TTC launches new campaign to improve customer service
They're calling it "The TTC Way" – a set of values that will henceforth guide how transit workers (and hopefully passengers) conduct themselves while riding the Rocket.
"The TTC Way is made up of six pillars that describe how we treat others and how we expect to be treated," reads a description of the project, which is a key element of the transit commission's new five-year corporate plan.
Each of the six objectives come with their own directions for TTC staffers, customers and communities.
"Value each other's time," for instance asks customers to "help keep us moving. Try not to do anything that could hold up service."
In exchange, the TTC promises that "we will do all we can to keep you moving quickly, efficiently and reliably," as well as "actively manage and work to minimize the impact of closures, detours and other disruptions in your community."
Be sure to check out The TTC Way. The #TTC is renewing its commitment to customers, employees and community partners with The TTC Way, a set of six objectives that will guide improved service. pic.twitter.com/Sz9Ypd9Rmw— John Tory (@JohnTory) February 5, 2018
In principle, this all sounds great – but some transit riders aren't very confident in the TTC's ability to actually achieve any of its objectives.
How does this improve the subway's reliability? People don't need empty promises, they'd appreciate basic, working transit.— Akil Sadikali (@akilsadikali) February 5, 2018
After all, it was less than a week ago that customers were using the term "TTC way" while describing how bad the system is.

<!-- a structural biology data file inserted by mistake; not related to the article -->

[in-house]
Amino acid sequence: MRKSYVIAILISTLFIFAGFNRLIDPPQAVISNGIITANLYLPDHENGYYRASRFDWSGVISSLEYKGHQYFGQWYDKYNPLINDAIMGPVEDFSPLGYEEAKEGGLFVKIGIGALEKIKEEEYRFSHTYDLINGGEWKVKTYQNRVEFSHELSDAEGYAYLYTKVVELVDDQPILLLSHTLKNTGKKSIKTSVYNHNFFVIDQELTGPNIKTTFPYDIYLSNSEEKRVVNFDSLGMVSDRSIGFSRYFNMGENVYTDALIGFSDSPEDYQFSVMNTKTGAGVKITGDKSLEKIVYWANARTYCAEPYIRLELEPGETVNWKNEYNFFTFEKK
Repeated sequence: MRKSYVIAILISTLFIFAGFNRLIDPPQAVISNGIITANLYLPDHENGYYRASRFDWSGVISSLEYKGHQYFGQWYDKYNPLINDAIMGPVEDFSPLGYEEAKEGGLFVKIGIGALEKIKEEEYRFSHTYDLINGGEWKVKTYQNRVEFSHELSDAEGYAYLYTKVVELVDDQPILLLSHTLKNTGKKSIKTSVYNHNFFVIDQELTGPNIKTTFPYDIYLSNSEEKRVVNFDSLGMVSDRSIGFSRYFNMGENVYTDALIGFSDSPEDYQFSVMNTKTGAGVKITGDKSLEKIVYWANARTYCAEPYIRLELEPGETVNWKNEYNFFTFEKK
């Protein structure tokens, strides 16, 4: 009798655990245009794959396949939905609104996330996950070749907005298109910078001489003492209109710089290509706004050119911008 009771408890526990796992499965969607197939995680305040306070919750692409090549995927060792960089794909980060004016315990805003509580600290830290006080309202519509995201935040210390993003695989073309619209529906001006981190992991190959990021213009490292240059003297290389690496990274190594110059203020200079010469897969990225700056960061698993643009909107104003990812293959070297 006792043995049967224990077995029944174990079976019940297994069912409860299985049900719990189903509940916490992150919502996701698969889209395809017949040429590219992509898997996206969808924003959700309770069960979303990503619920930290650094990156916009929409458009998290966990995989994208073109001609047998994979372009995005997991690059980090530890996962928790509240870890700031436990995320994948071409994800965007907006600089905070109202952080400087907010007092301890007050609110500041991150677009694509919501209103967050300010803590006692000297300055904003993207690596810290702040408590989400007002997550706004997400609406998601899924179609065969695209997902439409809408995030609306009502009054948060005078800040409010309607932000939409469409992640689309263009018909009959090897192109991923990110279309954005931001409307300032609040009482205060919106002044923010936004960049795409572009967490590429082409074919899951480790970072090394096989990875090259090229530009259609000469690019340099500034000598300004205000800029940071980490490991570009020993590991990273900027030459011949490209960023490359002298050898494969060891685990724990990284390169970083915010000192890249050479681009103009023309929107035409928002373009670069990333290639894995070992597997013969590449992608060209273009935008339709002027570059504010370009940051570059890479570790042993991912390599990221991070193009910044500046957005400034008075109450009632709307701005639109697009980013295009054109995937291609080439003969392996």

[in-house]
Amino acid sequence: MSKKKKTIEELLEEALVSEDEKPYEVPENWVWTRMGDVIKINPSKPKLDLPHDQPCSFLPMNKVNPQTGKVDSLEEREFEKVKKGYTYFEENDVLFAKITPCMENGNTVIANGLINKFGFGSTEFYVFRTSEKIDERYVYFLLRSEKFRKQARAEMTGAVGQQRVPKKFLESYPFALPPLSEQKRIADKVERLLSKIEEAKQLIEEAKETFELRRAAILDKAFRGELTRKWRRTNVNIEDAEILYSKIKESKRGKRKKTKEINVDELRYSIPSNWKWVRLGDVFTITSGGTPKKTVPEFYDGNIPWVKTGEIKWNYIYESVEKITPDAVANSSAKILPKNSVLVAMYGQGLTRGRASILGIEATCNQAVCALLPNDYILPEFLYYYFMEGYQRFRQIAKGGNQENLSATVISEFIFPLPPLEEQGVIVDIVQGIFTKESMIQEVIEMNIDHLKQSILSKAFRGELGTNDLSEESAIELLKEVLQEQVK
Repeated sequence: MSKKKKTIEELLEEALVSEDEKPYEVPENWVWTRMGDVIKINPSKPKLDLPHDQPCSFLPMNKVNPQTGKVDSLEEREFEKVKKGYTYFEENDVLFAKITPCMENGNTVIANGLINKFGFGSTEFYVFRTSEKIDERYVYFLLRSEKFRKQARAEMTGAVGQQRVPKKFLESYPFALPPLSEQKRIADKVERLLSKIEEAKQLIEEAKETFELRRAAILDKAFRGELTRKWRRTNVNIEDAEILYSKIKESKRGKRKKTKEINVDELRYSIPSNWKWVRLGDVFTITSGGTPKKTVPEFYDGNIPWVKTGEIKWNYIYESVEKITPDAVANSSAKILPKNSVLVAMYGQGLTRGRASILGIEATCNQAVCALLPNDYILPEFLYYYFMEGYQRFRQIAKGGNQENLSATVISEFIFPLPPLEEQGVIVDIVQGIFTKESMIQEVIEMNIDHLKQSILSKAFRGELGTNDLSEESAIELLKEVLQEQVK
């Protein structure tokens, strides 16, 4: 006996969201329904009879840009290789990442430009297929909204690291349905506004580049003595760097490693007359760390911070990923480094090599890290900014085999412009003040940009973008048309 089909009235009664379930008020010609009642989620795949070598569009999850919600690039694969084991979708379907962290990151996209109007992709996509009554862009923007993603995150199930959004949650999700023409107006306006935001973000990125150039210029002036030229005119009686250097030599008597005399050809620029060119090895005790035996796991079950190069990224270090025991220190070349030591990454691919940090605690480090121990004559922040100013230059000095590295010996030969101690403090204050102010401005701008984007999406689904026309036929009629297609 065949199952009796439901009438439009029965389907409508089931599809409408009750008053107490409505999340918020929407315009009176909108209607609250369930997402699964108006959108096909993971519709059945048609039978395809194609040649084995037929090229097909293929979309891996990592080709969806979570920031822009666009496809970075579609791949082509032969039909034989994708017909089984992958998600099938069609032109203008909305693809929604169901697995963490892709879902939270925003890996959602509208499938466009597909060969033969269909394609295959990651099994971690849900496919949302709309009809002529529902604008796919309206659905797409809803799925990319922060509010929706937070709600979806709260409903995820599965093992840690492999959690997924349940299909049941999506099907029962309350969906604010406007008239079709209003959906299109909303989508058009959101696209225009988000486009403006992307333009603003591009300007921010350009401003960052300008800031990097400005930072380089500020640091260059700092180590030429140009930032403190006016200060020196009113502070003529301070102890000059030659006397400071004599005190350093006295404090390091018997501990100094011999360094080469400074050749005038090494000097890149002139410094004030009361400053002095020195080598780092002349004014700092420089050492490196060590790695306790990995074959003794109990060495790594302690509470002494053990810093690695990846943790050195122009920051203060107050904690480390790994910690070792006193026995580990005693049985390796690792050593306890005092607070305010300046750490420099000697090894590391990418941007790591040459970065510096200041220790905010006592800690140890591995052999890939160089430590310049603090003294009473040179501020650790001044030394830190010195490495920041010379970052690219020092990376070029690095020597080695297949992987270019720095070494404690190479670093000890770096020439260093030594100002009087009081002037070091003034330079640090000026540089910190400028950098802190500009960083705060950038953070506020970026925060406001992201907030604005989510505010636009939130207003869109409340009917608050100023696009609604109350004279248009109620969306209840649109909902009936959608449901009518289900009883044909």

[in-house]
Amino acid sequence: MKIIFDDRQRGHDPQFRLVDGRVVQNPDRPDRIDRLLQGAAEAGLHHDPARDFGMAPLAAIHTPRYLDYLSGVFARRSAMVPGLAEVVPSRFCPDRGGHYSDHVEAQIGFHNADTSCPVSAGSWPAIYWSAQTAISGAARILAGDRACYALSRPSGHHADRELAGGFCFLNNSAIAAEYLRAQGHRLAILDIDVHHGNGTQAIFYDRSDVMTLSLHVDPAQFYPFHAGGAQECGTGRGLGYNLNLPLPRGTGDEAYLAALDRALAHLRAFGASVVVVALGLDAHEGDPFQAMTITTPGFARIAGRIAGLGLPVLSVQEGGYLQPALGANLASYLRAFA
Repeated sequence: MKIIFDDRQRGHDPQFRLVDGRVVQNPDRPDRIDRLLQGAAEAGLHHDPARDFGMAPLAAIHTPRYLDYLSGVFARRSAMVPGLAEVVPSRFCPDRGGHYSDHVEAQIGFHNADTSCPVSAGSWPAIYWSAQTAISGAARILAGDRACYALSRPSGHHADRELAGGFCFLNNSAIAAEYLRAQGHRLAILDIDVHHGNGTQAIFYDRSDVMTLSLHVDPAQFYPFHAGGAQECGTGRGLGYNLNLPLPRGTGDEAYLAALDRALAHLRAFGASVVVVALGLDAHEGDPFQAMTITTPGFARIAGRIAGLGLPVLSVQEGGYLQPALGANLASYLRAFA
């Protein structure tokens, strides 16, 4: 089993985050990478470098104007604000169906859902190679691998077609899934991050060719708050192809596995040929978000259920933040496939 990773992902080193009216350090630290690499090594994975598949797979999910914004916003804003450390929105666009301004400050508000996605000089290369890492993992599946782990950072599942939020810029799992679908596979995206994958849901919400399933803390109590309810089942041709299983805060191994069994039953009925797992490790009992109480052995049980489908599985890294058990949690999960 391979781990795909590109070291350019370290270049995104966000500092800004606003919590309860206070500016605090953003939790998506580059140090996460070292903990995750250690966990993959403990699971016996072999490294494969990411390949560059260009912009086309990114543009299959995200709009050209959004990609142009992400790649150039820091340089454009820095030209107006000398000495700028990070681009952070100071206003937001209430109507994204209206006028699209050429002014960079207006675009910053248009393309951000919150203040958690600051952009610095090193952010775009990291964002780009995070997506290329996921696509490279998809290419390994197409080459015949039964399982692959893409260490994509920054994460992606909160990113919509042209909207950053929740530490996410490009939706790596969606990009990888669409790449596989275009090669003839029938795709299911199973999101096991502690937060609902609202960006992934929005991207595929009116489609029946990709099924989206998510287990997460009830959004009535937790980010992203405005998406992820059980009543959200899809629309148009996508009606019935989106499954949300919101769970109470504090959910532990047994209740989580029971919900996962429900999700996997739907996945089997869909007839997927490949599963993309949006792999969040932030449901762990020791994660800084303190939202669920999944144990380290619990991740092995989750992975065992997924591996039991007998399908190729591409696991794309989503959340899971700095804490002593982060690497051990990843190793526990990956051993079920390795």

It's the TTC way, unreliable service during the week, then when people need to shop during the weekend...they go completely down.— Psychotoe (@Psychotoe1) January 31, 2018
A news release issued yesterday explains that the TTC consulted hundreds of people "from various groups that interact with the TTC" to understand and address their needs with this plan.
Working with the Toronto-based service design firm Bridgeable, the transit agency hosted design workshops with customers and employees "from all levels of the organization."
They also prototyped solutions with frontline operators, consulted with regional transit agencies, and researched best practices from around the world.
“Tell people what’s happening.” I look forward to that. Any delay of time on the subway deserves a comment to riders.— Cynthia McLeod (@SunnyCynthia) January 26, 2018
A campaign promoting the six objectives is set to appear on TTC vehicles beginning this week. Expect at least a few fiery reactions on social media.
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